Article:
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The Greek Adopted Dish: Hummus

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Greek restaurants across the USA had to adapt and adjust their menu and recipes. This usually happens with in three ways: i) the adaptation of classic recipes to whatever ingredients are available ii) the adaptation to the taste palette of the locals and iii) the adoption of dishes from other countries just because the locals seem to like them. Actually one of the most classic dishes, the poster child of the Greek food, the gyro sandwich originated in its final form in New York by Greek food track vendors out of necessity to battle tacos and shawarma as a fast food alternative. In the restaurant scenery, one of the Greek adopted dishes was, and still is, the hummus.

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One pot Wonders – Part I: Mexican Chicken Dog

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This is a strange post. It is the one and only post that has been created out of pure necessity. It is some of the inspirations of the moment that just make the difference between eating and indulging. And indulging in 5 mins is a lot more than just indulging! Sometimes I work late. I come home and easiest thing to cook is a sandwich, but a sandwich is not really cooking. Is more like putting things together! So one day inspiration came to me. And here they are the peanut butter and chocolate sandwich and the mexican chicken dog! Two recipes 3 or 4 ingredients and 3 minutes. Get your timers ready, time flies… All the ingredients are from Trader Joe’s. You can try whatever you like. I tried many combinations but this is the best I can come up with.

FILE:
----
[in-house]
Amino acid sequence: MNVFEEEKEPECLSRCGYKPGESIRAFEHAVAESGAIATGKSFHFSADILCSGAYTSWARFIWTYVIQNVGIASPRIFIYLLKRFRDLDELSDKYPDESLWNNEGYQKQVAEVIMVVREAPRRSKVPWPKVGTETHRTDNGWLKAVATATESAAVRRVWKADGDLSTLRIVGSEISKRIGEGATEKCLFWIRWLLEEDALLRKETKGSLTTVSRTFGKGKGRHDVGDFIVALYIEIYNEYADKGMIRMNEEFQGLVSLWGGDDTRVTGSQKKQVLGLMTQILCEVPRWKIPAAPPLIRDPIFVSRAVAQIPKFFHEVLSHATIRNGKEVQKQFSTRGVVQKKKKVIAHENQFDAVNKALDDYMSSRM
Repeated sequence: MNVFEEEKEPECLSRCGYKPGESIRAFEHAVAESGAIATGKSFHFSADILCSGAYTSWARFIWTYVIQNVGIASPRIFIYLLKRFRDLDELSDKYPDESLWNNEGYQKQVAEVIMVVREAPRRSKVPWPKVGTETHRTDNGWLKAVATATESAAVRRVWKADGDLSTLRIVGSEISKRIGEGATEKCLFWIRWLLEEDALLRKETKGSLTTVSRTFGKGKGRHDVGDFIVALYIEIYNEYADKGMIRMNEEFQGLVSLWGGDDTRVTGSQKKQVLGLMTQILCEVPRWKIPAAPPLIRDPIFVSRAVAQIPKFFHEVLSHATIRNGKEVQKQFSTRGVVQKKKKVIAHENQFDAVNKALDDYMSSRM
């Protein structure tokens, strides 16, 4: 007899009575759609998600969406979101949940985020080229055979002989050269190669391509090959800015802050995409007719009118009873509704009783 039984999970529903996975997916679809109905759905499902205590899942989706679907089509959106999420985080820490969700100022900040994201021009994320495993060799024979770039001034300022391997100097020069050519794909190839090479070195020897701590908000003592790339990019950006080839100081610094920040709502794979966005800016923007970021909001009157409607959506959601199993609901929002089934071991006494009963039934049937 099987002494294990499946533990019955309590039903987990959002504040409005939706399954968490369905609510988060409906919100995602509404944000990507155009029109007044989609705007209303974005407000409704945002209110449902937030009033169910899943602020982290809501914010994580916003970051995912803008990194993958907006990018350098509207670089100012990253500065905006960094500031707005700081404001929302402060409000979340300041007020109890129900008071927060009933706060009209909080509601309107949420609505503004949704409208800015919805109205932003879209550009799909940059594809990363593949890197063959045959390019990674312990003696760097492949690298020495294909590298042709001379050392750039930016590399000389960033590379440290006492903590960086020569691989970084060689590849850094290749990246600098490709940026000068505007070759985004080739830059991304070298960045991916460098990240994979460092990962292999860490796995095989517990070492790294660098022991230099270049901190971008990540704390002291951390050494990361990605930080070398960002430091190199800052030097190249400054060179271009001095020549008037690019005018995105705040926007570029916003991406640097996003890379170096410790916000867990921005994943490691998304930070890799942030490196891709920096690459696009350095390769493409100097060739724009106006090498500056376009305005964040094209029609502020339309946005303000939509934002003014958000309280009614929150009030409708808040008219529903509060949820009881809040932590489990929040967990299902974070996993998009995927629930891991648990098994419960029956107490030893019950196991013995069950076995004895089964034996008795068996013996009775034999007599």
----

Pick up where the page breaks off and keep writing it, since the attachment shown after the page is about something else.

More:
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On the Foundation of Any Serious Meal: Bread

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Bread is the quintessential food item; The base of every civilization; The ultimate utilization and refinement of grains. It is the beginning and the end each meal. I know too much to tell, but imagine this world without bread. Bread through the history of the humanity has been the solely energy source. In ancient Egypt the slave working in the pyramids were fed on bread onions and garlic. In Greece there is a saying that describes friendship that goes like “We ate bread and salt together”. Bread and salt. Bread the basic food. The elemental food source. Salt the most precious commodity.

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Down Home with The Dagas